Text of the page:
14 Mar Could This Be The Real Reason Women Are Promoted Less Often?
Could This Be The Real Reason Women Are Promoted Less Often?
Would you put yourself forward for promotion even if you didn’t know how to do the job?
If a male colleague with less experience and competency was given the role, would you be shocked, or have you seen that happen before?
I recently chatted with a former coaching client who has risen to vice president in a prestigious oil company. A male colleague asked her if she found the transition to the role intimidating. She replied that it wasn’t, because she “already knew how to do the job.”
It sparked a lively discussion between us. Do women doubt their capability (more on imposter syndrome later) and hold themselves back until they ‘feel ready?’ Or do men put themselves forward for promotion because they underestimate their shortcomings, and sell themselves better?
What’s the truth?
From our experience, male extroverts tend to be promoted more than introverted men or women. By the end of this blog you’ll understand some of the reasons why, and hopefully begin to formulate your own opinions.
Look at it this way, if a woman doesn’t apply for a more senior role then an employer is more likely to think she is not ready and will not promote her, but if a man throws his hat in the ring (even if he has doubts), he has a chance of being given the job because he applies, and presents himself as confident which favourably influences his employer’s perception.
This scenario poses three important questions:
- Do women have a heightened level of self-doubt (imposter syndrome) and hold themselves back?
- Do men put themselves forward for promotion too soon because they brush off self-doubt and trust they’ll learn on the job?
- Do organisations need to reconsider the path to promotion and seek stronger evidence of a candidate’s suitability and capability?
Understanding imposter syndrome
The dictionary defines imposter syndrome as “anxiety or self-doubt that results from persistently undervaluing one’s competence and active role in achieving success, while falsely attributing one’s accomplishments to luck or other external forces.” When it was first discussed (in the 1970s), it was a phenomenon considered unique to women.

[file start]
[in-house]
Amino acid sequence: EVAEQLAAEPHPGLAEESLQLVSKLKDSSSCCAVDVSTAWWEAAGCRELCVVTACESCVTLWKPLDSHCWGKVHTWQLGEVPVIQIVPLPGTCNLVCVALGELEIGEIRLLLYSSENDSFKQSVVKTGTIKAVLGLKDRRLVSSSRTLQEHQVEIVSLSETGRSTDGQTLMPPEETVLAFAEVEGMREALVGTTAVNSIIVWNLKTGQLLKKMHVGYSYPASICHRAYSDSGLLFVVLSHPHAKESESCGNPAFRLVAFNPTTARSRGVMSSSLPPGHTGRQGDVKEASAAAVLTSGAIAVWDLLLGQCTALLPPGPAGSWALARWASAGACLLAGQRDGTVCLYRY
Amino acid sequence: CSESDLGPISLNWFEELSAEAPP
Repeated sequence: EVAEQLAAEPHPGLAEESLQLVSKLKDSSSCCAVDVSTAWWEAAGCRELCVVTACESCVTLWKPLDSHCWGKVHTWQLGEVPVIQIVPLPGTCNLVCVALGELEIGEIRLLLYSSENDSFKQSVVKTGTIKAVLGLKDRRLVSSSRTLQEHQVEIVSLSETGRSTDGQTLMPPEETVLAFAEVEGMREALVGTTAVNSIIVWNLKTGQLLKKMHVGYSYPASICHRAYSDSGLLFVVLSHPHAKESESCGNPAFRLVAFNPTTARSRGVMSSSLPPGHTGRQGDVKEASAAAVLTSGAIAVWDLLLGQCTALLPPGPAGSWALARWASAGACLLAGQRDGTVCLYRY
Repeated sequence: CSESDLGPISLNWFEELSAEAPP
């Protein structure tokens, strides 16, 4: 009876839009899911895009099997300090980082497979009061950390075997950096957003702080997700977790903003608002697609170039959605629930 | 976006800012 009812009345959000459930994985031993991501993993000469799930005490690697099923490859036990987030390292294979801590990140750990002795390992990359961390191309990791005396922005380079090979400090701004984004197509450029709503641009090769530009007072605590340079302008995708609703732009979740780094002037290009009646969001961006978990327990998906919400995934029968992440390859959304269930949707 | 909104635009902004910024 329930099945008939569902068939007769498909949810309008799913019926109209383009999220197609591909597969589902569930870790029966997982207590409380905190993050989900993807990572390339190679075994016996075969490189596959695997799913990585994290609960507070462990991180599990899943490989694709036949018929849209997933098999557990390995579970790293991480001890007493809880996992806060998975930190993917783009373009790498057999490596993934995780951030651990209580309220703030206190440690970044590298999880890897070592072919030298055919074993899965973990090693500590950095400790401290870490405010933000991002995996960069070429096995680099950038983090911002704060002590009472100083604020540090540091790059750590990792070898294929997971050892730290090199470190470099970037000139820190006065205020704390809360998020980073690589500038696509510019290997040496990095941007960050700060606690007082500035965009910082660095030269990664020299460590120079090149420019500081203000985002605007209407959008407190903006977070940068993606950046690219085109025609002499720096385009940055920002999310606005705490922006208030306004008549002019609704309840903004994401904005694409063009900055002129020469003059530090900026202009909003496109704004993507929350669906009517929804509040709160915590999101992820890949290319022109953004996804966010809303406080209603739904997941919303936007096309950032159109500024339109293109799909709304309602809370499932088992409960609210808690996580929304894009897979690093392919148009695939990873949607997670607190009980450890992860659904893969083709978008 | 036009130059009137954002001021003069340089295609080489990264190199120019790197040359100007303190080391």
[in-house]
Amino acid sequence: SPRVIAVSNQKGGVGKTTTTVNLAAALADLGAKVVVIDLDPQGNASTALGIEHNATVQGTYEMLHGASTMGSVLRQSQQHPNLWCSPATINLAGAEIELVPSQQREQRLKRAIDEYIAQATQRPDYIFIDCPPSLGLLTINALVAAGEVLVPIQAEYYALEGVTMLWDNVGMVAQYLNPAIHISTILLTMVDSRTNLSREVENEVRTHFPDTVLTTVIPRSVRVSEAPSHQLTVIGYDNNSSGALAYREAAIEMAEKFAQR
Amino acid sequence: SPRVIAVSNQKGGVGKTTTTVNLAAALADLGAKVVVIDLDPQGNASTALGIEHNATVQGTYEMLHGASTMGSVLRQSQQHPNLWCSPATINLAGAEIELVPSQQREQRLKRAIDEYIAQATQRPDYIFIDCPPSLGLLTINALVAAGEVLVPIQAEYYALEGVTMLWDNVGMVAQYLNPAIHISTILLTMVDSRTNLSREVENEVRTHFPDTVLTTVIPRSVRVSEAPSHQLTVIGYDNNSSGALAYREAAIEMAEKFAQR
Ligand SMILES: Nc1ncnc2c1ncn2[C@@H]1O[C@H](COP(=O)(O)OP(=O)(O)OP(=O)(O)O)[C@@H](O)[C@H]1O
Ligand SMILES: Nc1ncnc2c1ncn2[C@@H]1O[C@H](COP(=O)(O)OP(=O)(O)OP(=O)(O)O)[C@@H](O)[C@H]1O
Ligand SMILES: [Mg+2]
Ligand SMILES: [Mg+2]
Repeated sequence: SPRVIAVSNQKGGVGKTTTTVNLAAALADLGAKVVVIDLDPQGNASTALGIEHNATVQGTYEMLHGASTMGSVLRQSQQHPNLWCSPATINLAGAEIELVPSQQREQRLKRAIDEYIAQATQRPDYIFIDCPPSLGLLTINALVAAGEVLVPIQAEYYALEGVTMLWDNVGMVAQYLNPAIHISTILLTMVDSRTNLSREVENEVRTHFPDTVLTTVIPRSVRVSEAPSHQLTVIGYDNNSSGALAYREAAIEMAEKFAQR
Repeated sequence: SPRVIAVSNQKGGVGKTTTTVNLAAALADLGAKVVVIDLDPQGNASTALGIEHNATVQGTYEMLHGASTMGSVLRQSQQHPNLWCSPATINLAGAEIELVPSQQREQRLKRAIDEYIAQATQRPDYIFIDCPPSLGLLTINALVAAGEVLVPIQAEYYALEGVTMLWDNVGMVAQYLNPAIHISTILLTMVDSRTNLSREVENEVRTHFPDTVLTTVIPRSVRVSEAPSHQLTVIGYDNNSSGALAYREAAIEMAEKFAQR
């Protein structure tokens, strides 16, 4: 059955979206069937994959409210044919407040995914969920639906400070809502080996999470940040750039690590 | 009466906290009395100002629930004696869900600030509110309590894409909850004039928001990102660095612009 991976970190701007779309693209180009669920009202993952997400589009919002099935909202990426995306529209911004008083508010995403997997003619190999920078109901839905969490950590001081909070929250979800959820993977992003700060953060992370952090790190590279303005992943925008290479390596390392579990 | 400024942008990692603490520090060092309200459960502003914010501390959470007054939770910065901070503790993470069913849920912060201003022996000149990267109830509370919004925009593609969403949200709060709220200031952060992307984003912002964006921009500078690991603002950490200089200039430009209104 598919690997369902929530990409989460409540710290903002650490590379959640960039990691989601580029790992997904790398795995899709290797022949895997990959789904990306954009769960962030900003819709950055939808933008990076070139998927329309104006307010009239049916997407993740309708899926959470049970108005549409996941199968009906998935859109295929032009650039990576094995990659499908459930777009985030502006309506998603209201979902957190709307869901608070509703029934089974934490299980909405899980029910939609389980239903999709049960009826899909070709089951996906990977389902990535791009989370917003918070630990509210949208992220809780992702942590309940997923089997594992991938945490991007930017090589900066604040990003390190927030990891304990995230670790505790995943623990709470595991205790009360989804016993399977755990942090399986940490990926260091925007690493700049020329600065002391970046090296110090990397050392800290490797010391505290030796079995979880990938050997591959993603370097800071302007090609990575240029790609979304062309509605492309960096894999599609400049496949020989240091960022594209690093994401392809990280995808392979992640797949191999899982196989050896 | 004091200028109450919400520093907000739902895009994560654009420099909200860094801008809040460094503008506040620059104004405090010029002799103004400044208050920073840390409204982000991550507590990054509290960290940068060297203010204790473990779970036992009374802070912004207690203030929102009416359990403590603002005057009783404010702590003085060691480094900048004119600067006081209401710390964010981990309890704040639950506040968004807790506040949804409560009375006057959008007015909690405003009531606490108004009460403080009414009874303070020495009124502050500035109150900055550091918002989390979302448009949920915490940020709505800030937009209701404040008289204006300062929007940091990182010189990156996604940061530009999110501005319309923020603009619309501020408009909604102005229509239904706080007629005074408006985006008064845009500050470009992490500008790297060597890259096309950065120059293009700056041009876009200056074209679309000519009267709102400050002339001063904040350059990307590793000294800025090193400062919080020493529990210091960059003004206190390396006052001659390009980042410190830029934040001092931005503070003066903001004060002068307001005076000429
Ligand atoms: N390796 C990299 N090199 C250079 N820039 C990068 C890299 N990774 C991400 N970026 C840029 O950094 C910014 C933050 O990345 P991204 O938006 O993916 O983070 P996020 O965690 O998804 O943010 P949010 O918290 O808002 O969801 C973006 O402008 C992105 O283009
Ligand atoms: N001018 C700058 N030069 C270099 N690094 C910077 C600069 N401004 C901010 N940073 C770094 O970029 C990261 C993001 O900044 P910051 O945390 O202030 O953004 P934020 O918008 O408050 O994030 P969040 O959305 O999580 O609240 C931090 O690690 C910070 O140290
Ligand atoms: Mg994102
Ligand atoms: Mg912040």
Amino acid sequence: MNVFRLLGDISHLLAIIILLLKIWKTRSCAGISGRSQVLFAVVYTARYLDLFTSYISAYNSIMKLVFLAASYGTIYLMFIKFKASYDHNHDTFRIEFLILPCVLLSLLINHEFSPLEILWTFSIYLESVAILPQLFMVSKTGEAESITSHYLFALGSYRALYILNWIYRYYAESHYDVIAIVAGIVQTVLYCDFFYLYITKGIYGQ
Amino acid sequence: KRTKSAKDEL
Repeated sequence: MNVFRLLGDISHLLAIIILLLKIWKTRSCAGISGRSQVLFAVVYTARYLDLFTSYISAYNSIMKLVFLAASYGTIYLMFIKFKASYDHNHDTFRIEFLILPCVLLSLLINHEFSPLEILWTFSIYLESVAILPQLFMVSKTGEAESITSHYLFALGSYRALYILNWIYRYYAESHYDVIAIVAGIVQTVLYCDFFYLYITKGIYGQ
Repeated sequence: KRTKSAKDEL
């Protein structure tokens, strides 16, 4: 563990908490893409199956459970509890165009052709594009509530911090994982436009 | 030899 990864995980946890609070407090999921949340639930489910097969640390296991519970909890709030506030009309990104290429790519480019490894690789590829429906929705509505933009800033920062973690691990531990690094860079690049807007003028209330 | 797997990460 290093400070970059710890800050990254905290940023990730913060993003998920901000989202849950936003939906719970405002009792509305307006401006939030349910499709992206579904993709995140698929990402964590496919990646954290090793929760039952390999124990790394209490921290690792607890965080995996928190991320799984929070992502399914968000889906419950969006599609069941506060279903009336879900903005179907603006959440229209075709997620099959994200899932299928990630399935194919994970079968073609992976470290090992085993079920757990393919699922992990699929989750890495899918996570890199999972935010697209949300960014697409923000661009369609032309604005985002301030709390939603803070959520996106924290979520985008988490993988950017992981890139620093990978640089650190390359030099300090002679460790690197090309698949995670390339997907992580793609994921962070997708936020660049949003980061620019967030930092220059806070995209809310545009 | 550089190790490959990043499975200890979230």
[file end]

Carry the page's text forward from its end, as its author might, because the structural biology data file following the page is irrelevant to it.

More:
Women, potentially familiar with the term “imposter syndrome” will likely debate their competency and hold themselves back, while men who experience moments of self-doubt tend to avoid the official label, see it as something they can easily overcome, and because of this put themselves forward for the role (at times to the detriment of the organisation).
What you need to know
There is a theory, The Peter Principle, that states that people tend to be promoted to a role based on their competency in previous roles. However, they are likely to rise to a level at which they are no longer competent because their skill set does not lend itself well to the new role.
What if The Peter Principle is not only about gender? What if it’s also about personality types? Are extroverts statistically more likely to be promoted than introverts? If that is the case, is the world set up to support a culture dominated by male extroverts?
In many cases, opportunities seem to be given out based on how well you sell yourself as opposed to your competency in the role. Now, there is nothing wrong with being good at selling yourself, in fact Elevate Talent encourages letting others know the value you bring to your team and organisation (see this blog for ideas on how to get noticed.) However, it shouldn’t be the main reason for hiring someone.
Diversity and inclusion is a human issue; it’s not a simple battle of the sexes. We are keen to uncover the truth about what happens when it comes to promotion so that we can help create strong, profitable organisations where all team members thrive in a role best suited to them.
At Elevate Talent, we are passionate about creating environments where all talent can rise. Everybody thrives when they are in a role that they love. There is no ‘wrong person for the job’, although there is occasionally, ‘the wrong job for that individual.”
The next steps
If some women are slow to be promoted, and some men are promoted too early, what can you do to rebalance the situation?
You can invest more time in you: exploring your talents, your skillset, your capability and competency, and be strategic about your career path (see this blog). This will help you to build the awareness, confidence and knowledge you need, which, in turn, encourages you to take advantage of the opportunities. And, remember, that just like many of your male extrovert counterparts who jump in and raise their hand, you can also learn on the job!
If you’d like support to overcome your self doubt and create a career path you love, get in touch. And, come and share your thoughts and experience around promotion on LinkedIn and Twitter. It’s a fascinating conversation that will help you change your perception and potentially fast track a promotion!
Dictionary definition of imposter syndrome
See this paper on Imposter Syndrome by Paule Rose Clance and Suzanne Imes
More on the Peter Principle